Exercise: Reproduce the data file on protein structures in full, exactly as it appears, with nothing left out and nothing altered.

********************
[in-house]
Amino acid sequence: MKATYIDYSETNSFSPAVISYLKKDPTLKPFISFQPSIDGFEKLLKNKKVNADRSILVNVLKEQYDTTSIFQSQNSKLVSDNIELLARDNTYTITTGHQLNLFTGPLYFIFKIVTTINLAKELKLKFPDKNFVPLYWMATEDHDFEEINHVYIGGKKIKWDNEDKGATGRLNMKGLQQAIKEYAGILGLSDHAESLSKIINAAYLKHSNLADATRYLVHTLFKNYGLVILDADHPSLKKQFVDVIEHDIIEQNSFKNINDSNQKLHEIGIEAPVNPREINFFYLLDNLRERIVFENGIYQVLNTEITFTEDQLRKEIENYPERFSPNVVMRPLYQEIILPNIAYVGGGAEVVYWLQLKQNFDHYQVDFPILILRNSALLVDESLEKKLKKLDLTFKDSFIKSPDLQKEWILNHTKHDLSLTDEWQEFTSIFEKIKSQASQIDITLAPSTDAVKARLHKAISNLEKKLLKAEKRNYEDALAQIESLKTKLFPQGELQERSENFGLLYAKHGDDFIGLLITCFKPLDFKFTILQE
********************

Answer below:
[in-house]
Amino acid sequence: MKATYIDYSETNSFSPAVISYLKKDPTLKPFISFQPSIDGFEKLLKNKKVNADRSILVNVLKEQYDTTSIFQSQNSKLVSDNIELLARDNTYTITTGHQLNLFTGPLYFIFKIVTTINLAKELKLKFPDKNFVPLYWMATEDHDFEEINHVYIGGKKIKWDNEDKGATGRLNMKGLQQAIKEYAGILGLSDHAESLSKIINAAYLKHSNLADATRYLVHTLFKNYGLVILDADHPSLKKQFVDVIEHDIIEQNSFKNINDSNQKLHEIGIEAPVNPREINFFYLLDNLRERIVFENGIYQVLNTEITFTEDQLRKEIENYPERFSPNVVMRPLYQEIILPNIAYVGGGAEVVYWLQLKQNFDHYQVDFPILILRNSALLVDESLEKKLKKLDLTFKDSFIKSPDLQKEWILNHTKHDLSLTDEWQEFTSIFEKIKSQASQIDITLAPSTDAVKARLHKAISNLEKKLLKAEKRNYEDALAQIESLKTKLFPQGELQERSENFGLLYAKHGDDFIGLLITCFKPLDFKFTILQE